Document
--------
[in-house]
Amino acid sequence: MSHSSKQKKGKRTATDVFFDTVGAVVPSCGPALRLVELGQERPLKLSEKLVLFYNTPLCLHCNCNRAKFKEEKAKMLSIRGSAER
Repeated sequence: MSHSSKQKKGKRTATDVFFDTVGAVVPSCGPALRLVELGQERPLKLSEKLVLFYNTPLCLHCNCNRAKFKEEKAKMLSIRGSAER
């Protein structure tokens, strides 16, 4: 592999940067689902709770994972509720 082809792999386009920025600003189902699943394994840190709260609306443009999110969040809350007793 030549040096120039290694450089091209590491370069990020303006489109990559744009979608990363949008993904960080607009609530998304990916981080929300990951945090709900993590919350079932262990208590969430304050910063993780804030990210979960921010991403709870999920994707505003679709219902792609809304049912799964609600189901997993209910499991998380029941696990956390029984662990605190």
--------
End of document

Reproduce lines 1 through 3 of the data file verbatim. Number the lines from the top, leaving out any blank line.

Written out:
[in-house]
Amino acid sequence: MSHSSKQKKGKRTATDVFFDTVGAVVPSCGPALRLVELGQERPLKLSEKLVLFYNTPLCLHCNCNRAKFKEEKAKMLSIRGSAER
Repeated sequence: MSHSSKQKKGKRTATDVFFDTVGAVVPSCGPALRLVELGQERPLKLSEKLVLFYNTPLCLHCNCNRAKFKEEKAKMLSIRGSAER